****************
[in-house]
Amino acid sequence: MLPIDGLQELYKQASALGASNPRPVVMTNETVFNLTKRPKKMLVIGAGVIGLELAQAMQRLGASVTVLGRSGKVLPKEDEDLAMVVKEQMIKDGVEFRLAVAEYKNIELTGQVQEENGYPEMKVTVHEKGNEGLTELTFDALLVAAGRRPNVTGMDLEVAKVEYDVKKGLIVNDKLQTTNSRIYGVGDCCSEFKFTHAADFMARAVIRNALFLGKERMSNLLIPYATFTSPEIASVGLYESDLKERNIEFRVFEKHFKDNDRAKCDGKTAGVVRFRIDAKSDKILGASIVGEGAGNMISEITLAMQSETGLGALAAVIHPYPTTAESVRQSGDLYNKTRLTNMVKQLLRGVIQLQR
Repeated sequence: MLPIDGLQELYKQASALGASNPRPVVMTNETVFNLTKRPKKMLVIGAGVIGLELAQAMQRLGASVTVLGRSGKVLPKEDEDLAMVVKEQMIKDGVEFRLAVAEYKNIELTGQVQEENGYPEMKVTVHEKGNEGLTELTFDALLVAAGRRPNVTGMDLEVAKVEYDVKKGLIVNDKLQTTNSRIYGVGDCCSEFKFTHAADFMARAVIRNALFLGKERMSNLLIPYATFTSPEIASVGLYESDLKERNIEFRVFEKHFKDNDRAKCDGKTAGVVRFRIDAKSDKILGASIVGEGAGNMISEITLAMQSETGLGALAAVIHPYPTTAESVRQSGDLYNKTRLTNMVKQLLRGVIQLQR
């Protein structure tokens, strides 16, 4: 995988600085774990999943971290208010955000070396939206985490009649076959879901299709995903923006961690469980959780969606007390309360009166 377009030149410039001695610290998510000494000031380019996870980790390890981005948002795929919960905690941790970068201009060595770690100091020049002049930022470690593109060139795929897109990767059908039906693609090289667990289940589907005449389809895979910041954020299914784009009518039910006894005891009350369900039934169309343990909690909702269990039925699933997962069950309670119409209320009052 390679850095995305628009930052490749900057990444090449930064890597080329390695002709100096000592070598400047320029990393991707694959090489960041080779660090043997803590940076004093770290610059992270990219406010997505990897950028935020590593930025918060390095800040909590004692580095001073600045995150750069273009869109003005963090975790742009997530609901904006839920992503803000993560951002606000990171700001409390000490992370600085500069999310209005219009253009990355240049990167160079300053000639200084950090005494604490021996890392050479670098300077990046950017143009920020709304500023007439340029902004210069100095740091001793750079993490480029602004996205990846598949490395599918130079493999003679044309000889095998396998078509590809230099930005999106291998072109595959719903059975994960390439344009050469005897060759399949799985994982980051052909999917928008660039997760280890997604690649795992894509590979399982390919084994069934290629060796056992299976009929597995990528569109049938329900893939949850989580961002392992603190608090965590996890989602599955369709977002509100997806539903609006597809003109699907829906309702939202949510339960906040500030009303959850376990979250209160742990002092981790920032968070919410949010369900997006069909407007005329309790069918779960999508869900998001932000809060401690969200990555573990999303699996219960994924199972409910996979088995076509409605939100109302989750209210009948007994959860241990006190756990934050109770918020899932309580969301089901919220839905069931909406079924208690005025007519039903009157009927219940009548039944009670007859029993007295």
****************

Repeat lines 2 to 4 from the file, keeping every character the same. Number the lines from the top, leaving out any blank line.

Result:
Amino acid sequence: MLPIDGLQELYKQASALGASNPRPVVMTNETVFNLTKRPKKMLVIGAGVIGLELAQAMQRLGASVTVLGRSGKVLPKEDEDLAMVVKEQMIKDGVEFRLAVAEYKNIELTGQVQEENGYPEMKVTVHEKGNEGLTELTFDALLVAAGRRPNVTGMDLEVAKVEYDVKKGLIVNDKLQTTNSRIYGVGDCCSEFKFTHAADFMARAVIRNALFLGKERMSNLLIPYATFTSPEIASVGLYESDLKERNIEFRVFEKHFKDNDRAKCDGKTAGVVRFRIDAKSDKILGASIVGEGAGNMISEITLAMQSETGLGALAAVIHPYPTTAESVRQSGDLYNKTRLTNMVKQLLRGVIQLQR
Repeated sequence: MLPIDGLQELYKQASALGASNPRPVVMTNETVFNLTKRPKKMLVIGAGVIGLELAQAMQRLGASVTVLGRSGKVLPKEDEDLAMVVKEQMIKDGVEFRLAVAEYKNIELTGQVQEENGYPEMKVTVHEKGNEGLTELTFDALLVAAGRRPNVTGMDLEVAKVEYDVKKGLIVNDKLQTTNSRIYGVGDCCSEFKFTHAADFMARAVIRNALFLGKERMSNLLIPYATFTSPEIASVGLYESDLKERNIEFRVFEKHFKDNDRAKCDGKTAGVVRFRIDAKSDKILGASIVGEGAGNMISEITLAMQSETGLGALAAVIHPYPTTAESVRQSGDLYNKTRLTNMVKQLLRGVIQLQR
């Protein structure tokens, strides 16, 4: 995988600085774990999943971290208010955000070396939206985490009649076959879901299709995903923006961690469980959780969606007390309360009166 377009030149410039001695610290998510000494000031380019996870980790390890981005948002795929919960905690941790970068201009060595770690100091020049002049930022470690593109060139795929897109990767059908039906693609090289667990289940589907005449389809895979910041954020299914784009009518039910006894005891009350369900039934169309343990909690909702269990039925699933997962069950309670119409209320009052 390679850095995305628009930052490749900057990444090449930064890597080329390695002709100096000592070598400047320029990393991707694959090489960041080779660090043997803590940076004093770290610059992270990219406010997505990897950028935020590593930025918060390095800040909590004692580095001073600045995150750069273009869109003005963090975790742009997530609901904006839920992503803000993560951002606000990171700001409390000490992370600085500069999310209005219009253009990355240049990167160079300053000639200084950090005494604490021996890392050479670098300077990046950017143009920020709304500023007439340029902004210069100095740091001793750079993490480029602004996205990846598949490395599918130079493999003679044309000889095998396998078509590809230099930005999106291998072109595959719903059975994960390439344009050469005897060759399949799985994982980051052909999917928008660039997760280890997604690649795992894509590979399982390919084994069934290629060796056992299976009929597995990528569109049938329900893939949850989580961002392992603190608090965590996890989602599955369709977002509100997806539903609006597809003109699907829906309702939202949510339960906040500030009303959850376990979250209160742990002092981790920032968070919410949010369900997006069909407007005329309790069918779960999508869900998001932000809060401690969200990555573990999303699996219960994924199972409910996979088995076509409605939100109302989750209210009948007994959860241990006190756990934050109770918020899932309580969301089901919220839905069931909406079924208690005025007519039903009157009927219940009548039944009670007859029993007295």